Why TV In Australia Is About To Get Seriously Disrupted

Why TV In Australia Is About To Get Seriously Disrupted
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In this opinion piece, Michael Gill the principal advisor with ChangePond Technologies and counsellor with global business advisory firm Dragoman argues that if the TV media overseas is any indication, Australian players are in for a rough and rocky 2016…

Consumers take a while to fuel, but when they get a tank full all bets are off. That’s one lesson of digital disruption to date. Management consultants refer to it as the boiling frog moment: slow raises in competitive heat go unnoticed – and suddenly the frog is cooked.

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Subscription TV and maybe even free-to-air TV are facing challenging times in 2016. We have heard plenty about Netflix. But very soon we’ll also be hearing much more about HBO, Amazon, Google and maybe Alibaba as players in the business of video on demand.

In this context, pay TV is something of a sitting duck. Consumers pay high prices for a large number of often unwanted channels and a content offering that is programmed rather than on demand. Netflix offers a wide range of content that may be watched at any time. In markets like Australia where the cable monopoly bundle is less than rich in its offering, Netflix has cleaned up.

A clue to just how much pressure is on was in the fact that Foxtel/News/Telstra coughed-up unprecedented sums for the rights to both AFL and rugby league. It’s worth noting that both the AFL and NRL have become increasingly careful about managing digital rights – a perhaps that the value in a future contract might be much more about streaming video.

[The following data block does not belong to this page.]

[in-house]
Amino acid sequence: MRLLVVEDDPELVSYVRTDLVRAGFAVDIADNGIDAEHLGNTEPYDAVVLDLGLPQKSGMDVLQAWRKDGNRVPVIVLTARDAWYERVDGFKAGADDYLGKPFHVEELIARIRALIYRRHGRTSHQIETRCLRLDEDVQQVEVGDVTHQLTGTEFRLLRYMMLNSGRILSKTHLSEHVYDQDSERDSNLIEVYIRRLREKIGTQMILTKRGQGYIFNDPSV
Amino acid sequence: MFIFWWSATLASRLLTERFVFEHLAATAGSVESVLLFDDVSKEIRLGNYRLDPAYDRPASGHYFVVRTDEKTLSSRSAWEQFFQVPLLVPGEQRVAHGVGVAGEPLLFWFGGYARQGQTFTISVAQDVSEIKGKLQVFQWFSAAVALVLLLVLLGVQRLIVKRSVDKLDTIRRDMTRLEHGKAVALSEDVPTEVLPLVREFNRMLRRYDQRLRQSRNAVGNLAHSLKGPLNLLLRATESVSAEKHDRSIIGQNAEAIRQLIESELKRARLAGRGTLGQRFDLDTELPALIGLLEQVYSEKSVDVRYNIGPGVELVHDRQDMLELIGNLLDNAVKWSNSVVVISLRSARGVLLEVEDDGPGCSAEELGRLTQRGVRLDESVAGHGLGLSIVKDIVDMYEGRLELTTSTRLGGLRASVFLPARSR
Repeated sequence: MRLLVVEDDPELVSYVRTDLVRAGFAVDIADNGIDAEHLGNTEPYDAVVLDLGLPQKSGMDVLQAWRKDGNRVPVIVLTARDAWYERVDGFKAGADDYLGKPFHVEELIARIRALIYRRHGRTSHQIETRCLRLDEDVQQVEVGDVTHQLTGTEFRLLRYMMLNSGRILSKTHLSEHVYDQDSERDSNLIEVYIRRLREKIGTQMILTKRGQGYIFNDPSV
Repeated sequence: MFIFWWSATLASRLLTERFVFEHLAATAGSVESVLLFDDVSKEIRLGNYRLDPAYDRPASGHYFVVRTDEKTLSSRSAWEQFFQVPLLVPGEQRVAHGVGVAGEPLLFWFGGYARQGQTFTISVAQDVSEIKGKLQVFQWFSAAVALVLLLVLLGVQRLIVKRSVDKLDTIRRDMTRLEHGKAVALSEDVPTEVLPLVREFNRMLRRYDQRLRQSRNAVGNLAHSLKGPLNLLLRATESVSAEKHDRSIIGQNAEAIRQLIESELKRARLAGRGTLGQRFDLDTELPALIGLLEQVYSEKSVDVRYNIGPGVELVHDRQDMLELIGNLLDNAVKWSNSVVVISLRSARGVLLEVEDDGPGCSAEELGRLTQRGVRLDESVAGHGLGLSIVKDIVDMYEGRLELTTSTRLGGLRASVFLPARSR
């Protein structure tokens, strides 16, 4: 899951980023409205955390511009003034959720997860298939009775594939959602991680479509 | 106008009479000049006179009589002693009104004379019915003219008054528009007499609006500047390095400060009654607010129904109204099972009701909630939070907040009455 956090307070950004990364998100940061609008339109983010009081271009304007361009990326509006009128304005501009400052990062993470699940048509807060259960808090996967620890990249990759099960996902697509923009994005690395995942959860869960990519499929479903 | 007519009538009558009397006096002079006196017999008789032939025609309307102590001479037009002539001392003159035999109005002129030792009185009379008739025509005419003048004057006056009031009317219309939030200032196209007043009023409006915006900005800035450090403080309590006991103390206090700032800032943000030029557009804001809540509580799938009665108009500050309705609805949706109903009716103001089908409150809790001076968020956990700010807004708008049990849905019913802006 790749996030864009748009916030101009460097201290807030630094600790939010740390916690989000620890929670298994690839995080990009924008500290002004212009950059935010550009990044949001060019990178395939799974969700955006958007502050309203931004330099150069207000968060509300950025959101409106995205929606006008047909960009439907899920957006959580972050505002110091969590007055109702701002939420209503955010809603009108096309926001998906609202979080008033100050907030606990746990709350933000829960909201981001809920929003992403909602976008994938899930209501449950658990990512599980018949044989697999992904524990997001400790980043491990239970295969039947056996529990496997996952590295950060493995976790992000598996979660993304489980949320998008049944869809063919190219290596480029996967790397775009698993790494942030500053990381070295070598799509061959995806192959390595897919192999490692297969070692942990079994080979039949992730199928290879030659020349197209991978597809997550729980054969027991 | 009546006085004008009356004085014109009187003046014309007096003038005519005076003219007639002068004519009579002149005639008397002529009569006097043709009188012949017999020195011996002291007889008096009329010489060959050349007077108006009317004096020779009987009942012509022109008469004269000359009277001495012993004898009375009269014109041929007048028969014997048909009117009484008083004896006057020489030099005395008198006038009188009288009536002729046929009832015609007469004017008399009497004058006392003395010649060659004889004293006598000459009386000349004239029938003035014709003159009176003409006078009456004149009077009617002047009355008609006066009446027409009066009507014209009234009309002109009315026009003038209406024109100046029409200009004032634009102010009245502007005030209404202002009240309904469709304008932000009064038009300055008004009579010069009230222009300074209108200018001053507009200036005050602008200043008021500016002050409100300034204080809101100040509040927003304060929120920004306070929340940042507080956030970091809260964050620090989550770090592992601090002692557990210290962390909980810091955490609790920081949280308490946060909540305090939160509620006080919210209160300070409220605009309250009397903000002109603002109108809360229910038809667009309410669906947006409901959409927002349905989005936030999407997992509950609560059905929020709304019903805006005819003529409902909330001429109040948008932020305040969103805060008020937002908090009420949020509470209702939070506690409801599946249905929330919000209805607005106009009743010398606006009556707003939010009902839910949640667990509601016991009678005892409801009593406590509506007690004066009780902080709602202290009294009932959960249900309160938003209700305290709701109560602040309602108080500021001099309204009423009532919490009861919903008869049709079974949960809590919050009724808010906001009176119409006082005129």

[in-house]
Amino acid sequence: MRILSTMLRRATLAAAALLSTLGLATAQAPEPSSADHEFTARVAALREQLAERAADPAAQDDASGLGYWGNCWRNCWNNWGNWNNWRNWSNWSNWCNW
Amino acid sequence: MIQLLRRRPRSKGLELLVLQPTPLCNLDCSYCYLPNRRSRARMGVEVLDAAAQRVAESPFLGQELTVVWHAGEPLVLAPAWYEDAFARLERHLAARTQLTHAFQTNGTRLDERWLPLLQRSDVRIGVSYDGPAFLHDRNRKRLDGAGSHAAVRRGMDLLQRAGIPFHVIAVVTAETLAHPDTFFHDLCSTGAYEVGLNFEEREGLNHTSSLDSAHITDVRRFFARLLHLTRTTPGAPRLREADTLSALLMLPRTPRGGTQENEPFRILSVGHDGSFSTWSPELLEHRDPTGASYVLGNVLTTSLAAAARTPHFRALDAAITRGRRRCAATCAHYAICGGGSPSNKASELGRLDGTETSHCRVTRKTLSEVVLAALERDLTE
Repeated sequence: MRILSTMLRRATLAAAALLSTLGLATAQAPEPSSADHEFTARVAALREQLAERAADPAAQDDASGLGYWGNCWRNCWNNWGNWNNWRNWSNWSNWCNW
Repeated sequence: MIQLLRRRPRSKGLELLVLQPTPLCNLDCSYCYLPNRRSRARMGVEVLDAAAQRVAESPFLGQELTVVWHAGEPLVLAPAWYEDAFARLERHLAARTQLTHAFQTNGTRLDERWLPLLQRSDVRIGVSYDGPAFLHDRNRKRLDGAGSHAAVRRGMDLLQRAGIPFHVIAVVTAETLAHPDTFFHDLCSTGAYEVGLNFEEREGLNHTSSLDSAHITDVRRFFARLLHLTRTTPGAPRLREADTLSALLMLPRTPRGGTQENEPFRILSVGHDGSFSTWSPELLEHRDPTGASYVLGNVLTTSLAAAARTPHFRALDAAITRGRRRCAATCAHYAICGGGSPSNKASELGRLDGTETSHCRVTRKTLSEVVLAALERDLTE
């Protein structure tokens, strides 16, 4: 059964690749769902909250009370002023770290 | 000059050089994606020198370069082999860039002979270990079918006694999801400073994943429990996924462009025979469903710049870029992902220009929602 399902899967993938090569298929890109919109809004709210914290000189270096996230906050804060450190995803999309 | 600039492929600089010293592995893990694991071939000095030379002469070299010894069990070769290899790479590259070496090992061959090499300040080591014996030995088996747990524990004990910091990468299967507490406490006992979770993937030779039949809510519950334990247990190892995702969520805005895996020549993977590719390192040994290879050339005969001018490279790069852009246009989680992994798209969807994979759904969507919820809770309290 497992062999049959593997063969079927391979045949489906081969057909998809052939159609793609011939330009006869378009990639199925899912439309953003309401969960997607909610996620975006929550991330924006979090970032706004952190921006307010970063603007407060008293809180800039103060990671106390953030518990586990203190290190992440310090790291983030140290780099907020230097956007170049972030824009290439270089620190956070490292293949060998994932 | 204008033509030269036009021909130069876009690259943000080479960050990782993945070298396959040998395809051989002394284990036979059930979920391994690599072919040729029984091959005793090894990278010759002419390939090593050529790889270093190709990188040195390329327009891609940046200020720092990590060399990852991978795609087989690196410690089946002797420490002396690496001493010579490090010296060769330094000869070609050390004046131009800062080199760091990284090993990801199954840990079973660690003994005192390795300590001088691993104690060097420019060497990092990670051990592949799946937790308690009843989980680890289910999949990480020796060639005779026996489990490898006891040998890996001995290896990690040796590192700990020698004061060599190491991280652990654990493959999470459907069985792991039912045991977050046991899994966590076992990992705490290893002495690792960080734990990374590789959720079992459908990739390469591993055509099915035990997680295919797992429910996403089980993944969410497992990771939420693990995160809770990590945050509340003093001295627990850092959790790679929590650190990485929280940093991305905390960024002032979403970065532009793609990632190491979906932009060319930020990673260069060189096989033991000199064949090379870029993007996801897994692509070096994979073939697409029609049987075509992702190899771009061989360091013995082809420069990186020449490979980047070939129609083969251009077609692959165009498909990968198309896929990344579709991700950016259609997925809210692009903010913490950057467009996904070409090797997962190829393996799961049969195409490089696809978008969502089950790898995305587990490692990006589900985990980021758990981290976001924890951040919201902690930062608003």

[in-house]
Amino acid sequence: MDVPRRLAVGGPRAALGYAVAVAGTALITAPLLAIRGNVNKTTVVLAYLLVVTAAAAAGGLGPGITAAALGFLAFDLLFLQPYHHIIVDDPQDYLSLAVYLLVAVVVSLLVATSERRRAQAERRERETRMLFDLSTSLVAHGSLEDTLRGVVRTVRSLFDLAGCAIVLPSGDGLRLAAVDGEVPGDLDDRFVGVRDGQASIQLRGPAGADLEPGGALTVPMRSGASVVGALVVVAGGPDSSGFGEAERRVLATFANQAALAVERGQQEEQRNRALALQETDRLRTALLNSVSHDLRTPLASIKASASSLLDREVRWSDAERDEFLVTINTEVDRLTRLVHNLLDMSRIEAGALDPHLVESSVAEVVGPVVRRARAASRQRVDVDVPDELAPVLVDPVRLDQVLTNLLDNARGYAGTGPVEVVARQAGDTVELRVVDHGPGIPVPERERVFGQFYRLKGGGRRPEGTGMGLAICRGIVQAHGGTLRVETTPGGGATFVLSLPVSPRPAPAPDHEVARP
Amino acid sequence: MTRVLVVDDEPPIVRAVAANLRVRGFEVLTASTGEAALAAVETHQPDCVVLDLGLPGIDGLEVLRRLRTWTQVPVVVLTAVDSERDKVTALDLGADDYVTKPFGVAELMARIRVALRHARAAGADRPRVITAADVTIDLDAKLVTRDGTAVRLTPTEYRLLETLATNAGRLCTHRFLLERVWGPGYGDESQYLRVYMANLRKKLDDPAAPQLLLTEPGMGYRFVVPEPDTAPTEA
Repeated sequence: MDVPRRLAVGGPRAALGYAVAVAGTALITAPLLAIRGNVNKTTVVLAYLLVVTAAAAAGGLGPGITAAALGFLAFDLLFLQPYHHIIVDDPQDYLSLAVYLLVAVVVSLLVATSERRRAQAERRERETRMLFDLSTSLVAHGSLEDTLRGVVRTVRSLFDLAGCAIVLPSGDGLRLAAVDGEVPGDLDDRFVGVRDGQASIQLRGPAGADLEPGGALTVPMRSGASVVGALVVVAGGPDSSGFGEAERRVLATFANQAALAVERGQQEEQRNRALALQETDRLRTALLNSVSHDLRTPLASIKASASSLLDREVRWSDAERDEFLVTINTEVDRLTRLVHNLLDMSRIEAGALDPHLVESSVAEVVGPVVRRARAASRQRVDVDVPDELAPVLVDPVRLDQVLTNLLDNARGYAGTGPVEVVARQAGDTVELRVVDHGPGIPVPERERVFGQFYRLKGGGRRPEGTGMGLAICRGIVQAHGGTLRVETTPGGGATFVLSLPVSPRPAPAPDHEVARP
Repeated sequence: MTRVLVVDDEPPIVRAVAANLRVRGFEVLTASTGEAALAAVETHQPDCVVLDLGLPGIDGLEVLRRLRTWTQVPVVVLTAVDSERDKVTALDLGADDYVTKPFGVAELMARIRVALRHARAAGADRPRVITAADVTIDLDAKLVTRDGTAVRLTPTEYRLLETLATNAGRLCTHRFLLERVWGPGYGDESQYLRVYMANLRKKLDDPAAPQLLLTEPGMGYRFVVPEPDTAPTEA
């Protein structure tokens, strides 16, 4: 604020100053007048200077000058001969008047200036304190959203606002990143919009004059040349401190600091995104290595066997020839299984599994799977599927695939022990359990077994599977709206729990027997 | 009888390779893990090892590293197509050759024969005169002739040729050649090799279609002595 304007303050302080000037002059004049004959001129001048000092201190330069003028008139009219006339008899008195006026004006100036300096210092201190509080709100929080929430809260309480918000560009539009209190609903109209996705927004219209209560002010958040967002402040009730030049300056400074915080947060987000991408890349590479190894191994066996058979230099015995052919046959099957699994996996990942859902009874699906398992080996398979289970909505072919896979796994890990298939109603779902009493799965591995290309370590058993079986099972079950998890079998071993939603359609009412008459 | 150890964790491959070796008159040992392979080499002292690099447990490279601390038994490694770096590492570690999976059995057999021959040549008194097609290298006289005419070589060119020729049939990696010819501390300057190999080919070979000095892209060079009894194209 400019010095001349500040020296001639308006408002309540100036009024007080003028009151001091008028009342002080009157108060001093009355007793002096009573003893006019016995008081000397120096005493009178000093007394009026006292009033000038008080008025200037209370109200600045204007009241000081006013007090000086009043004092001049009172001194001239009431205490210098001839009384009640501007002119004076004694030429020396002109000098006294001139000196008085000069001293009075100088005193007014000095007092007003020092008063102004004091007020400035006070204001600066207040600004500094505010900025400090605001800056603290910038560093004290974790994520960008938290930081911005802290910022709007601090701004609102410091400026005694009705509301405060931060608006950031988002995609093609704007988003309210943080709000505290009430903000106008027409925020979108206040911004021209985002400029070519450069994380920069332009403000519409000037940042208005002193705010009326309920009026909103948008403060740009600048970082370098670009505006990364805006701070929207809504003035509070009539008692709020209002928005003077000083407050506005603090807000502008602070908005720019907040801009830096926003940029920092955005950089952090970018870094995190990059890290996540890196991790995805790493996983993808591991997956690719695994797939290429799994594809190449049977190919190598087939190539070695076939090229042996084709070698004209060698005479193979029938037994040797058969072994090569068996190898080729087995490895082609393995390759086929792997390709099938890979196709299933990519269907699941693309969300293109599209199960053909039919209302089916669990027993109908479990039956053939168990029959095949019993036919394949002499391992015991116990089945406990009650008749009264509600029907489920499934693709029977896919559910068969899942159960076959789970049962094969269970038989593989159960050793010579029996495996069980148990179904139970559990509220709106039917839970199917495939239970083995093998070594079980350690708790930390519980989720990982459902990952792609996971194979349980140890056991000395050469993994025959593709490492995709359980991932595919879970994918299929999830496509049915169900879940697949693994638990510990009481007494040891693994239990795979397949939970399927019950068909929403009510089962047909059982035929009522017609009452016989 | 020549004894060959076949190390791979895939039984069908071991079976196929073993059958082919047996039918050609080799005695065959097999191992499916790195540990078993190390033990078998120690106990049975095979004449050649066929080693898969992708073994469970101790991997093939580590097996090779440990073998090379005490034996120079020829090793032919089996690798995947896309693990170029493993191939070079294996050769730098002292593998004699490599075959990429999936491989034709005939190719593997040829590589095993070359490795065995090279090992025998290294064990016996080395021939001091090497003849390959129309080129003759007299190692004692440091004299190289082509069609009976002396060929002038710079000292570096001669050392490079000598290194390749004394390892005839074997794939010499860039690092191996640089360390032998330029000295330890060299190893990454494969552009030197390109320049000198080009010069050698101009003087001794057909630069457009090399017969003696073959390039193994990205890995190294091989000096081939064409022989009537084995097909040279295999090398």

Another surprising event was the decision of all free-to-air networks to flag or in some cases enable steaming video of their channels – all of which had been bundled in Foxtel’s cable plan. What would happen if they followed the ABC and offered an on-demand option? Maybe it’s too late in any case.

Assuming that international trends reach our shores, we should expect that Amazon Prime, Google Red and HBO will at some point crack the incumbent content rights in Australia and elsewhere to begin serious competitive inroads. HBO is in fact the market leader, but was restrained from rapid rollouts of its own direct offerings by the profitability of its established cable contacts and the success of shows like Game of Thrones. HBO has bitten the bullet and, as a result, it’s now the biggest asset in Time Warner.

Google Red has yet to show its colours, but its intent was made clear enough when the content owners of all existing offerings in YouTube were required to sign up for its streaming plans. Amazon Prime offers entertainment in its subscription bundle, which ties in regular clients and is designed as both a loyalty program and an underwriting of its urban delivery model. Amazon has begun to commission exclusive content and its Chinese doppelgänger, Alibaba, is on a similar track.

The great game

All of these scenarios have begun to play out internationally. In Japan, for example, local content owners have scored a very large increase in value as the new entrants chase what is an essential for that market – local content. In fact Netflix doubled down in the case of animae productions, which it has decided to include in its international platforms.

In Australia, one cause of acceleration is likely to be the competitiveness of the data market. Until recently, there was very little. But in 2015 we saw a sharp rise in price tension and a noticeable willingness of the market leader – Telstra – to promote volume at lower prices. Uncapped plans are now common and that has to be a big incentive for users, once the value offerings like Netflix arrive.

As virtually all of the Australian TV market is reliant on foreign content, it is very likely that this will be a bloodbath. Perhaps it’s a coincidence, but if we look across the industry and its leadership there seem to have been a large number of people slipping out the door. In the past, moguls have managed a cosy protectionism. But as the recent “debate” around media “reforms” has shown, it’s much harder to organise a cosy seat in a burning building.

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